A theocracy does not recognise the principle of separation of the two powers. It imposes on religious thought responsibilities which do not belong to it. Under such a regime the  political differences risk degenerating into religious fanaticism; holy war is the most frightening expression of a bloody exploitation of religious feeling. 

Since the beginning, Christ was opposed to fanaticism because he accepted to be its most awe-inspiring victim.  His kingdom was not of this world. That signifies that Christian civilisation should not be a product of violent and immediate revolution but of a progressive transformation and of patient education under the action of great principles of charity, of sacrifice and humility which is at the base of the new society. Only after long centuries of internal struggles and successive purification can such a civilisation evolve towards the great ideal proposed, extricate itself from the dross of pagan humanity at the price of painful convulsions and multiple quests.

Today Christianity, rich in this experience lived out through the course of its own history, must help less developed peoples adopt to the same way of human regeneration. The colonising nations have not always understood fully and from the start the role which has devolved to them.  The colonist and the missionary have not always had the same generous and noble inspiration. Economic capitalism gave itself too easily to selfish methods of exploitation and neglected a sense of human responsibility which came to be formulated in the preamble of the French Constitution of 1946: 'France intends to lead the people of which  she has taken charge to freedom of self administration and to manage democratically their own affairs.'   

Such a programme implies not only the emancipation of the native populations, but supposes in advance their individual, family and group training, that is their capacity to take on political and social responsibilities that France would transfer to them when it freed them from its former trusteeship. We took notice of this aspect of the problem too late. We were too exclusively preoccupied with preparing the transfer of political and administrative functions:  we did not understand sufficiently the needs and aspirations of human development and cultural enrichment. The concern for technical progress led us to neglect the need for a balance between two factors of all real progress: material knowledge and moral self-discipline. For this our undeniably great task in Africa, our missionaries, badly understood and supported,  but  understanding spiritual needs, strove to provide  the supplement of the soul by the examples of their devotion and sacrifice. The spiritual needs are immense for such populations still left behind by a modern world with which they suddenly made contact, without preparation and without sufficient transition.

Democracy is above all not something made quickly; Europe has taken more than a thousand years of Christianity to fashion it. In Africa we were forced to burn our bridges. Not only did we give the vote to an often illiterate population but what is worse, we turned power over to men who often had no training and who were exposed defenceless to all temptations of capriciousness and injustice. We tried to slacken the rhythm, to bring in controls; these were only frail preventive measures against the thrust of nationalism. I would like to be able to quote on this subject what Jacques Maritain, following Bergson, wrote more than twenty years ago, at the time when a more generous and Christian policy on our overseas territories was being elaborated. I will just keep to a few pertinent phrases:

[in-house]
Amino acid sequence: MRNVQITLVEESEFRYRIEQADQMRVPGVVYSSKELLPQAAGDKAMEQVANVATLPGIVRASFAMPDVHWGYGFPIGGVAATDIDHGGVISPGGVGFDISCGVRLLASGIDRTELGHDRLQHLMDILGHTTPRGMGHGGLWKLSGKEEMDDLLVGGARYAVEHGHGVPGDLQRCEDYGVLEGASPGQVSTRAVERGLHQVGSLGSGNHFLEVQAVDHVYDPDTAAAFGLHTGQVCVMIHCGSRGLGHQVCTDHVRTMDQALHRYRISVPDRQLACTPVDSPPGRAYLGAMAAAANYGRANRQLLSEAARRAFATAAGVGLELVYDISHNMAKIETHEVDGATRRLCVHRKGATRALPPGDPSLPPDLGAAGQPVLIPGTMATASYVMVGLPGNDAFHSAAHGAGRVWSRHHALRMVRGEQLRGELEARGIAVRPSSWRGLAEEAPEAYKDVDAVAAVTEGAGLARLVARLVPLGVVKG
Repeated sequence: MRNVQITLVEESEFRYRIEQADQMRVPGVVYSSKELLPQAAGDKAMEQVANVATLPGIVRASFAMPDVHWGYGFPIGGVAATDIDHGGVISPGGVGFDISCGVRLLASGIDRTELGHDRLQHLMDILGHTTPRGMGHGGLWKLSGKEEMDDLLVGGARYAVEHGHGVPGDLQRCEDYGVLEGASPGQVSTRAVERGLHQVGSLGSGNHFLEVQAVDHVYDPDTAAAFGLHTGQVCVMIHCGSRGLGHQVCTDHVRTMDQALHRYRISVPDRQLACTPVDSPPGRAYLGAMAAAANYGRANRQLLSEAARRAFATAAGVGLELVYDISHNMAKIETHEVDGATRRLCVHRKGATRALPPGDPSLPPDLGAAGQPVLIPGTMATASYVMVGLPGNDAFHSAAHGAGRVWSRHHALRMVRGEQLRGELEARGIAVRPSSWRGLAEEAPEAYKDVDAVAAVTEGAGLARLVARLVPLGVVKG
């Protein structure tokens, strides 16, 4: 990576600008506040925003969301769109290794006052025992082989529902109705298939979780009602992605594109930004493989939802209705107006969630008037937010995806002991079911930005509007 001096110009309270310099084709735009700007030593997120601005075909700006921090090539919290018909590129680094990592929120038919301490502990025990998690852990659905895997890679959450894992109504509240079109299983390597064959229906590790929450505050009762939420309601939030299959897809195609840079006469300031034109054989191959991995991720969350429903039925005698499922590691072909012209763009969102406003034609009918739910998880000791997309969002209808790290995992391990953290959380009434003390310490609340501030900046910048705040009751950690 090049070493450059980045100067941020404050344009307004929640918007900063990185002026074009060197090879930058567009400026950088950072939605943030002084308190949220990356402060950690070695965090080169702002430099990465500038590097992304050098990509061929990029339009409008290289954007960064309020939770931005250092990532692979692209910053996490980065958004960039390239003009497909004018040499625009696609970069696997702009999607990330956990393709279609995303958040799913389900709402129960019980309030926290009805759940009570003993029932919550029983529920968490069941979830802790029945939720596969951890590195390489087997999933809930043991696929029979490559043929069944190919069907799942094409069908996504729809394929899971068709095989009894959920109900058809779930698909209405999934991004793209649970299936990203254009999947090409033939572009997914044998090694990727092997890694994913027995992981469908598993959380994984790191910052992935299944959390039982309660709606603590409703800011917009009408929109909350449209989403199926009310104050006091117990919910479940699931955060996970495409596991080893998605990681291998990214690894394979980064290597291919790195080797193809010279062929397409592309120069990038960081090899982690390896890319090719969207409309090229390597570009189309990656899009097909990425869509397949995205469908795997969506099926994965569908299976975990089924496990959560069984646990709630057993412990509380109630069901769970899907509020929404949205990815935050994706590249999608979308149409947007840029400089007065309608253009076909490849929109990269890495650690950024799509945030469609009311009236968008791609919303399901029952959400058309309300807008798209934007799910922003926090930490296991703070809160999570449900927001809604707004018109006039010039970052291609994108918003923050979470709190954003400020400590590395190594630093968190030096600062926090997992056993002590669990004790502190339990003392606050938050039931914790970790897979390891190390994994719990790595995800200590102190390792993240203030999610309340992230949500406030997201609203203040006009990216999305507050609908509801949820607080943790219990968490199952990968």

'We must realise that the part that instinct and irrationality plays is much larger role in the animation of a group than an individual. At a time when one people enters history claiming their political and social adulthood, large sections of mankind remain in a state of immaturity or suffering from an unhealthy reactions accumulated during the course of time and are still only sketching out or preparing themselves culturally to be called a people. Let us understand that to enjoy one's privileges as an adult person without the risk of bankruptcy, a people must be capable of behaving as adults...

'Nothing is easier for political fraudsters to exploit good principles for an illusion, nor is anything more disastrous than good principles badly applied...'

I conclude with Bergson that 'democracy is essentially evangelical as it has love as its motor.'

Democracy will be Christian or it won't exist. An unchristian democracy is a caricature which sinks into tyranny or anarchy.

The position of democracy can be defined thus: it is impossible for it to accept that the State systematically ignore religious concerns, that opposes them with a bias bordering on hostility or disdain. The state cannot ignore without injustice or damage to itself the extraordinary reality of religious inspiration in the practice of civic virtues, in the very necessary safeguard against forces of social disruption which  are present everywhere. We are not thinking of reducing the church to the role of policemen or gendarme; the ideas of the Empire or the Restoration are definitively behind us. But we need to recognise the immense moral authority which is spontaneously accepted by a large number of citizens and the high value of its teaching that no other philosophical system has been able to attain up to the present.  On the international level, the same sort of claim can be made: (1) the solidarity of believers of all countries; (2) the Vatican by its independence, by its disinterested impartiality and by its policies that are so humane and sensitive to all distress and all dangers which threaten the peoples, whatever their beliefs, has become the  most listened to and the best informed adviser.